By Fruzsina Eordogh
“This is not your father’s Wall Street Journal” was the refrain throughout the publication’s digital upfronts presentation. From Mimosas and Bloody Marys served at 9am to celebrities like Lupe Fiasco and MC Hammer conversing onstage, the newspaper’s stuffy brand may very well be history.
Despite citing 125% growth in video over the past year, the publication’s newfronts presentation did not focus on new video content but moreso on the brands ability to deliver content to any screen across any category — finance, politics, sports, celebrity / entertainment and international relations.
“WSJ Startup of the Year” — where 25 aspiring entrepreneurs pitch to mentors and business supporters — was one of the only new content the newspaper announced it would be producing in the coming year. The rest of the video presentation was devoted to programming the WSJ is already doing like “The Business of Celebrity,” which they taped a live segment with Lupe Fiasco as part of today’s presentation.
The lack of new programming could be in part because the WSJ views the Newfronts right now more as an educational tool for buyers more than an actual ad sales strategy.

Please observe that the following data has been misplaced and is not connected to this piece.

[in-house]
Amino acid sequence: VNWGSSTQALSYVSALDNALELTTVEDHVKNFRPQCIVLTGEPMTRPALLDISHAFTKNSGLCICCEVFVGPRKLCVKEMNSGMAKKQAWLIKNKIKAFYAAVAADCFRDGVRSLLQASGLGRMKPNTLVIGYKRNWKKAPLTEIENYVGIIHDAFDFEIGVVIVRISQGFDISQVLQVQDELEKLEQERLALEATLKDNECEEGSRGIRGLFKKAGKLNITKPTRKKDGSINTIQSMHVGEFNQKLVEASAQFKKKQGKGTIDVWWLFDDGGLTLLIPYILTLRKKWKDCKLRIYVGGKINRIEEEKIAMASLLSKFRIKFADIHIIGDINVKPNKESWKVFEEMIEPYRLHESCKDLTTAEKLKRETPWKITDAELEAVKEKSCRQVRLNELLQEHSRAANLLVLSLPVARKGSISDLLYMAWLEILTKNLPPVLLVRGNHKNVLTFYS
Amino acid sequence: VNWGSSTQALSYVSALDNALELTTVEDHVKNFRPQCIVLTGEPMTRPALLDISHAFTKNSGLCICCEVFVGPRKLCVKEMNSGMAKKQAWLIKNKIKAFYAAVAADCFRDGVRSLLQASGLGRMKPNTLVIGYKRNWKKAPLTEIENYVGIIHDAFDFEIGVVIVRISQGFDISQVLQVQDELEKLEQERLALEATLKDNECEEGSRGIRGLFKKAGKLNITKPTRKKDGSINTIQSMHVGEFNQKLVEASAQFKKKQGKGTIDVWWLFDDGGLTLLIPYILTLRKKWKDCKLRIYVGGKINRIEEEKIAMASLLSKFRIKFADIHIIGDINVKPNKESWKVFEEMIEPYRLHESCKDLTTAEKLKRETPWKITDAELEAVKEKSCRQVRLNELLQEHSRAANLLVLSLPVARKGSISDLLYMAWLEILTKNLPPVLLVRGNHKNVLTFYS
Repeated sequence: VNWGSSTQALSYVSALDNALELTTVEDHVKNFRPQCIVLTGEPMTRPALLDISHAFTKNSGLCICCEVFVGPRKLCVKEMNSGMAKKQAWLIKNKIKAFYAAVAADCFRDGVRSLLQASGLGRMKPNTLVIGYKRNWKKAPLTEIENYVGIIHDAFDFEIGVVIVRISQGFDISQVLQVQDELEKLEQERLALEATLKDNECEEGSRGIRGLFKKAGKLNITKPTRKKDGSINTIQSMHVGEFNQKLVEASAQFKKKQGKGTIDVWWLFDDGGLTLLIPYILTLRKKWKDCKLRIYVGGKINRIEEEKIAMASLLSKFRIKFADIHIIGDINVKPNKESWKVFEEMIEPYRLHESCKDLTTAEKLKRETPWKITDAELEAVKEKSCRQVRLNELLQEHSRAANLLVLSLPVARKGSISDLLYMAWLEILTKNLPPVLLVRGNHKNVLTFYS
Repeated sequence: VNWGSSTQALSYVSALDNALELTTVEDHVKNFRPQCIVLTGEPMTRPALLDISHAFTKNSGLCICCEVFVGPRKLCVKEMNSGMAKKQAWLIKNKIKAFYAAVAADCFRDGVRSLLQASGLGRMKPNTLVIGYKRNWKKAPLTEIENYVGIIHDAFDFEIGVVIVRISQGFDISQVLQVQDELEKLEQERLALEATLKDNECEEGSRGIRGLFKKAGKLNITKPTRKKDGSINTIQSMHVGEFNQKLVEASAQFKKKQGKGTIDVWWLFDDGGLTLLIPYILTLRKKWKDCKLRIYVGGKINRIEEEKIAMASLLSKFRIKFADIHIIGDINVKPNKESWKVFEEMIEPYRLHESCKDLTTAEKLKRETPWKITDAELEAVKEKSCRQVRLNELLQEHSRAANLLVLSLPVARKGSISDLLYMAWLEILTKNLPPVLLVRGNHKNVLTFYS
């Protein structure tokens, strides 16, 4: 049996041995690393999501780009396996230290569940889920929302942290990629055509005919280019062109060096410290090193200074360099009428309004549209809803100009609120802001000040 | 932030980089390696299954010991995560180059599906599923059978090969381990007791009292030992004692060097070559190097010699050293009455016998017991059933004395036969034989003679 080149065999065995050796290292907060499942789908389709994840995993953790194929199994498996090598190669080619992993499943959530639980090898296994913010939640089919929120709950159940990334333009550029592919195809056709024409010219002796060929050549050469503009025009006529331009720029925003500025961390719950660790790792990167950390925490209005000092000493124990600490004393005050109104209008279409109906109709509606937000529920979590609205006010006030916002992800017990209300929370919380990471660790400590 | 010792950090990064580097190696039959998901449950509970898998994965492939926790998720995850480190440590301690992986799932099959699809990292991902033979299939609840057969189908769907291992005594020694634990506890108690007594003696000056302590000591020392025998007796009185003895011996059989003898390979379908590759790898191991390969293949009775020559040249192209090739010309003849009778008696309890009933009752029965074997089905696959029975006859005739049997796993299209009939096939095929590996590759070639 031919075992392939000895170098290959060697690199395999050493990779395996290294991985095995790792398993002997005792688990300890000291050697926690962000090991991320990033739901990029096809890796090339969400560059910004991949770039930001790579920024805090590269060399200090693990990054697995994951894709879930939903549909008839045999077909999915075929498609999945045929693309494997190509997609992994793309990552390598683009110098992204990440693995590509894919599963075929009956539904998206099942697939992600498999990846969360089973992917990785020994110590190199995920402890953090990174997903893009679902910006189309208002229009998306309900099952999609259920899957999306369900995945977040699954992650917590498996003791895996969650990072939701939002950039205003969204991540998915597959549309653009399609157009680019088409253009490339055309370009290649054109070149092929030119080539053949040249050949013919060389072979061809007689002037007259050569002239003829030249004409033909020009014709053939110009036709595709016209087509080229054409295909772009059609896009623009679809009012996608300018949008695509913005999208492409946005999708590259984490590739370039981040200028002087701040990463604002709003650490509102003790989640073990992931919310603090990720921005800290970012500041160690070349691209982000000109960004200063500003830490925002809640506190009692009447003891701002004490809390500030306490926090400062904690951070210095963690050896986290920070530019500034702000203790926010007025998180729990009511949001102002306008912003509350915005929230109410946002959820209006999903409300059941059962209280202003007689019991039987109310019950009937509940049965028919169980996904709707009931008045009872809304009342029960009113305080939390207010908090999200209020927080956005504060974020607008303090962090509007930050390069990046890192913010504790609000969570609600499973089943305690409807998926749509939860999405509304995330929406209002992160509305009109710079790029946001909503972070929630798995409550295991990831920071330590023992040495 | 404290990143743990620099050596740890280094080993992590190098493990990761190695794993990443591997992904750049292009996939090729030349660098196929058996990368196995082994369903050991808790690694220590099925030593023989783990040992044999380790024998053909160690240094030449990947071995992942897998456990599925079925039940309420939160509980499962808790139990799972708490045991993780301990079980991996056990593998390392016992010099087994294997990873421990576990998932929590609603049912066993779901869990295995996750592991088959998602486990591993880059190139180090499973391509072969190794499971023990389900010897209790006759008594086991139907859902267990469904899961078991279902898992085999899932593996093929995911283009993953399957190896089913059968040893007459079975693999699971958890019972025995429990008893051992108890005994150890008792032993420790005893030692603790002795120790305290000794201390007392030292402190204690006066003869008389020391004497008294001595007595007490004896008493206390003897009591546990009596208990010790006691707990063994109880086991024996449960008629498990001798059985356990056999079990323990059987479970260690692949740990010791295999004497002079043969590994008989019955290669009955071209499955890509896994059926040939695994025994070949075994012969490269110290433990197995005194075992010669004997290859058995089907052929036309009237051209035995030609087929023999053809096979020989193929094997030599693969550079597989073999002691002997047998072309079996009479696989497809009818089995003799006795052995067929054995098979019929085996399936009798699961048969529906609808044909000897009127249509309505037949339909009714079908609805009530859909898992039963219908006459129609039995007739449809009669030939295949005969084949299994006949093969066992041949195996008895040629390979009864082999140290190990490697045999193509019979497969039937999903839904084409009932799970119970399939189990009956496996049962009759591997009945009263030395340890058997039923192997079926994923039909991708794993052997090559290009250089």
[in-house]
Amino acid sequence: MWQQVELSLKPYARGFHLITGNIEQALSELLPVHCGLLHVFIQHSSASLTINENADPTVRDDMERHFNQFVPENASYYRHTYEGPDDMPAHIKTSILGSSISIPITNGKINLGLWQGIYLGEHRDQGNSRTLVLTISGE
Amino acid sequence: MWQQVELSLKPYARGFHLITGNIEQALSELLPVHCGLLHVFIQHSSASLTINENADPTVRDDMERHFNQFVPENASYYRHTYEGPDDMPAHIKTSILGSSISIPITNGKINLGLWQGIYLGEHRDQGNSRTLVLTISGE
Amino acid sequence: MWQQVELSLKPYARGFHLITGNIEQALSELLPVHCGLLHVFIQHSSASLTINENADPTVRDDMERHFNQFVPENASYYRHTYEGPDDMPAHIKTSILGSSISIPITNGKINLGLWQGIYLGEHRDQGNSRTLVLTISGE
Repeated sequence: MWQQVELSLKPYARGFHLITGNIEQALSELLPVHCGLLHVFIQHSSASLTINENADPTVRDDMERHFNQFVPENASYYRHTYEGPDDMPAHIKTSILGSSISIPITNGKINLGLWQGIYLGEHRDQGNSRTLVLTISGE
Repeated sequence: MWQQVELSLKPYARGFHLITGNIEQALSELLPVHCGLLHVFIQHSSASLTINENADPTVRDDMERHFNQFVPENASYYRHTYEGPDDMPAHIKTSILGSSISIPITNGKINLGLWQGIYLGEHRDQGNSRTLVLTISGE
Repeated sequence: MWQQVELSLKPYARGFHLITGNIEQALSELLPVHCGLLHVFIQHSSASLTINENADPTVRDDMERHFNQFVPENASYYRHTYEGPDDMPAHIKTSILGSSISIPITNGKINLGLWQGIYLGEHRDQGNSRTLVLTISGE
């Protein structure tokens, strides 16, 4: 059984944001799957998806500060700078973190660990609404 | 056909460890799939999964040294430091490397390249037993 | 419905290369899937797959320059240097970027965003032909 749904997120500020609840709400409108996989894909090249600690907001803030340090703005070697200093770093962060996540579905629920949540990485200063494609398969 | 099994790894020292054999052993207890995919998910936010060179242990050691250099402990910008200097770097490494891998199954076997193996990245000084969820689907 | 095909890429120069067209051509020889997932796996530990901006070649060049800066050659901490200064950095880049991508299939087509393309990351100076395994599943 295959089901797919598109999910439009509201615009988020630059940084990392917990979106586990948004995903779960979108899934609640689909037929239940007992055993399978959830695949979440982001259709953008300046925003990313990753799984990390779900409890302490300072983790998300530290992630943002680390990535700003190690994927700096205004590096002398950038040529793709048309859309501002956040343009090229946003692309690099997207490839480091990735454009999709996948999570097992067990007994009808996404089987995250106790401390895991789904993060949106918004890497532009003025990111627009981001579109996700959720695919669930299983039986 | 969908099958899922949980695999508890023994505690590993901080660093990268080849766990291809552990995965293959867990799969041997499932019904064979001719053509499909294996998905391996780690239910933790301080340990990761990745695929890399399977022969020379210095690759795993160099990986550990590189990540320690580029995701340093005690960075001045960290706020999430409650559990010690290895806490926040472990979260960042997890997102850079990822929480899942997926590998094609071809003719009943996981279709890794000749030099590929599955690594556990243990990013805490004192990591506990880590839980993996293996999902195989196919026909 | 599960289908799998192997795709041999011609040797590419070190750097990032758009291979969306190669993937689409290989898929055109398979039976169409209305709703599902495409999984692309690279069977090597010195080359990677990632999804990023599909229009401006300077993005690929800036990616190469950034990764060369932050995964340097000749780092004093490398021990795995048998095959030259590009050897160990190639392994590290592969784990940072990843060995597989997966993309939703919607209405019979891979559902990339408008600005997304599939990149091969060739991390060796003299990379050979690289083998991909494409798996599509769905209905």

More interesting was WSJ Publisher Lex Fenwick’s assertion that the WSJ is not just a content company, but a technology and customer service company too. Touting a recently launched platform that allows users to upload their portfolio products, which they can then monitor in real time, Fenwick explained there are currently 10 billion dollars in assets on their portfolio platform.
Since most of the presentation is for advertisers to buy, some of the truths touted by the WSJ speakers had to be taken with a grain of salt. The WSJ’s assertion that they are “truly the first global content provider,” “we have the most compelling content” and the “most trusted and credible news source” come off more as sales pitches than objective facts.
The WSJ will open international sites in the future, including in Korea and Brazil. “Our content travels the world extremely well” said Fenwick. Successful digital in this day and age requires a global audience, so the WSJ keeping this in mind bodes well for the newspaper’s future.